The lack of access to basic health care and a comprehensive understanding of how HIV spreads, especially in rural communities, produces a hostile environment where exposure risk increases. Furthermore, high poverty and unemployment levels create a shaky foundation where socio-economic growth is key to eliminating the HIV/AIDS epidemic in Zambia. However, increased government spending has sprouted new testing facilities in rural areas, providing quality service where “…the Government is scaling up social protection by increasing allocations to the Social Cash Transfer (SCT) and Food Security Pack (FSP) program[s] and other poverty mitigation measures.”

The key to a structural change in Zambia’s HIV epidemic lies partially in assisting Zambia’s fairly large impoverished community. In addition, antiretroviral therapy in Zambia continues to be a focal point of the government’s long-term plan to eliminate the virus with increased spending on antiretroviral therapy and sex education in a bid to secure more prosperous futures for its citizens.

Adam Townsend
Photo: Pixabay

Facts About Life Expectancy in Malawi

The landlocked country of Malawi has a life expectancy rate of 60.2 years for males and 64.3 years for females. While this is much lower than the global average of 69.8 years for males and 74.2 years for females, it represents an improvement from previous years. These eight facts about life expectancy in Malawi will help shed light on the reasons for the low rate as well as what the country has done, and can still do, to improve it:

8 Facts About Life Expectancy in Malawi

  1. HIV/AIDS: As of 2017, an estimated 1 million people in Malawi were living with HIV/AIDS which places the country at 10th in the world in terms of the number of people living with HIV/AIDS. In addition, there were also 13,000 deaths from the virus in the same year. Still, the government has made major strides to curb the epidemic in the last 10 years. Part of its strategy includes providing free condoms as well as educating young people. As of 2018, 78 percent of all people living with HIV in Malawi are on medication. There was also a decline in the number of new infections from 55,000 in 2010 to 38,000 in 2018.
  2. Maternal Health: In 2015, maternal mortality stood at 634 deaths for every 100,000 live births. This is considerably higher than the global average of 216 deaths per 100,000 live births. However, it represents a significant improvement as the government along with support from USAID has been able to reduce maternal mortality by 53 percent between 1990 and 2013. Today, more expectant mothers in both rural and urban areas are now receiving prenatal care as well as skilled birth assistance.
  3. Child Health: Great improvements have also been made in terms of child health, as most children under 5 in both rural and urban areas are vaccinated. This has helped reduce deaths from communicable childhood diseases such as measles, tetanus and pneumonia. The Ministry of Health has also implemented strategies like deworming and has also distributed vitamin A supplements to deal with other major causes of childhood death.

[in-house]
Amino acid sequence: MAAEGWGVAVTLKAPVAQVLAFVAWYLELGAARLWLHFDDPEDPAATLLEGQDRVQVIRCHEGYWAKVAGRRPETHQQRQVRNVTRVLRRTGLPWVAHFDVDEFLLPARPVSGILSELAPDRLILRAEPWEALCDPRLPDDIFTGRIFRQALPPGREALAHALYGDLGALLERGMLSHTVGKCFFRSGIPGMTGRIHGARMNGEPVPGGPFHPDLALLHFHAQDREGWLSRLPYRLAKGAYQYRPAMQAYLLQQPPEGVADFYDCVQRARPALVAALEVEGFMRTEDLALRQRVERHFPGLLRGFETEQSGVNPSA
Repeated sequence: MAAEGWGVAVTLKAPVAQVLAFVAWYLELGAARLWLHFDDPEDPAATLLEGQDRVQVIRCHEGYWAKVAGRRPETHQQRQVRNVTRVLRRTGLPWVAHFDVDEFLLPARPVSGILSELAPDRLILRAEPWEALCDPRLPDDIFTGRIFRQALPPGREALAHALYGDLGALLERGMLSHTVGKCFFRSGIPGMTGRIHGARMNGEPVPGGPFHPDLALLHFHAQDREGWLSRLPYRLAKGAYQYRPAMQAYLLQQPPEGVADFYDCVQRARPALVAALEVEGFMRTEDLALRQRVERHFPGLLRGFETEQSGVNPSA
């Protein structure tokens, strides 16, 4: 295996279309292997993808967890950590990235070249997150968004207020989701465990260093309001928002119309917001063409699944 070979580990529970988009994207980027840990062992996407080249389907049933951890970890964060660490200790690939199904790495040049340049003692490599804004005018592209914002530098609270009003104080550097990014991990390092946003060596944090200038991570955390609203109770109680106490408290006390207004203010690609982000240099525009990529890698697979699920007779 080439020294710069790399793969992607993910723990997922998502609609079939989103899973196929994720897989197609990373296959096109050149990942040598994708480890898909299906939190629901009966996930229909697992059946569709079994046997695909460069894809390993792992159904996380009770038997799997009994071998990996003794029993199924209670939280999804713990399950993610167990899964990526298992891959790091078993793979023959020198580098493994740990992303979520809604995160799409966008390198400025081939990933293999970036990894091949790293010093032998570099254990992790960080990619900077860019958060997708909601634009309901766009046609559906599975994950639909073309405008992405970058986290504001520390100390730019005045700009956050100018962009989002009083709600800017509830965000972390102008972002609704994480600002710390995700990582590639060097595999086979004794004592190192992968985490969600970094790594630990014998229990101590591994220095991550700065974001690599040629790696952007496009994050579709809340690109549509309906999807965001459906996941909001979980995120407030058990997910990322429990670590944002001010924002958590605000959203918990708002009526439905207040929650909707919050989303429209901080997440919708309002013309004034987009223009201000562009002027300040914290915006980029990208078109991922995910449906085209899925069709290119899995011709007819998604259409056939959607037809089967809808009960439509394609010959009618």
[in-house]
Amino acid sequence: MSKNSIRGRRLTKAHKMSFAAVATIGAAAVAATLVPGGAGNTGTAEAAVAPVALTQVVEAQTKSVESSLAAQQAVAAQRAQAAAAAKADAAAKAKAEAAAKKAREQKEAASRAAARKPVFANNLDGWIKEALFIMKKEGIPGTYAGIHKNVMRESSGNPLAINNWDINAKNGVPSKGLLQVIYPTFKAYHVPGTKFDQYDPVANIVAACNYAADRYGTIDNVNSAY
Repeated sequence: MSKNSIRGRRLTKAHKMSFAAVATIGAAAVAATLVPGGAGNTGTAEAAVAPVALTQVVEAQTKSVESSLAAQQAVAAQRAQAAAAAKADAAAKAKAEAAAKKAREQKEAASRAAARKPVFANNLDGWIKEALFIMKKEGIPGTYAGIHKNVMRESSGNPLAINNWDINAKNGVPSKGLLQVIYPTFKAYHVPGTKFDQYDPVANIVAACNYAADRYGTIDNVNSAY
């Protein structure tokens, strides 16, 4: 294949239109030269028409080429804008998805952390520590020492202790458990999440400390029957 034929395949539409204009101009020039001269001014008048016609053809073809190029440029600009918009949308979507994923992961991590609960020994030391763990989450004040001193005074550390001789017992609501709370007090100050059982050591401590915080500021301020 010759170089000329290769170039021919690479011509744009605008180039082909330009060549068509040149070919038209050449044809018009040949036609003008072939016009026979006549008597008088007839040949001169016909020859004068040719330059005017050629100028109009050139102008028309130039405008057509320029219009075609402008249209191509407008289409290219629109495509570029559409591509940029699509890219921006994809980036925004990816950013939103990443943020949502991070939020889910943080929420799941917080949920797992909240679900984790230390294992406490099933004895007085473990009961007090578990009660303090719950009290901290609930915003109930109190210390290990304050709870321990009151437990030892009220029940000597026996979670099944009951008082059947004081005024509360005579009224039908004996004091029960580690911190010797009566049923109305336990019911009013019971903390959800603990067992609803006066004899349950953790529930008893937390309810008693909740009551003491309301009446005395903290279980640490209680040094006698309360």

4. Fertility Rate: In the 1980s Malawian women had about seven children per woman. Today, that number is at 5.5 children per woman. The high fertility rate affects life expectancy in Malawi as it puts pressure on the government to provide adequate social amenities in order to improve people’s lives.
  5. Population Growth: According to a 2018 census, Malawi’s population is 17.6 million people. By 2020 this is projected to hit 20.2 million, before doubling by 2050. This rapid population growth puts a lot of pressure on the country’s land, water and forest resources and threatens life expectancy as most Malawians derive their income from agriculture. The Third Malawi Growth and Development Strategy (MGDS III) sets out a number of policies including promoting family planning and sexual and reproductive health rights as a means to slow population growth, and better managing migration and urbanization.
  6. Infectious Diseases: Malawians are at very high risk of contracting infectious diseases. Food and waterborne diseases include diarrheal diseases and typhoid fever. In order to deal with diarrheal deaths, Malawians are in need of nutritious food as well as an unpolluted environment. Other diseases include malaria, dengue fever and rabies from animal contact. The country has been dealing with malaria by subsidizing mosquito nets. Additionally, Malawi is one of the three African countries taking part in a malaria vaccine pilot. The pilot aims to reach 360,000 children each year across Kenya, Ghana and Malawi.
  7. Water and Sanitation: One in three Malawians do not have access to clean water while 9.6 million people do not have a decent toilet. This affects the life expectancy in Malawi as it leads to an increase in diarrheal diseases. With the support of UNICEF and organizations such as Water Aid, the government of Malawi has made significant progress in reducing the number of people who lack access to safe water. Additionally, the rate of open defecation has declined from 29 percent in 1990 to four percent in 2015.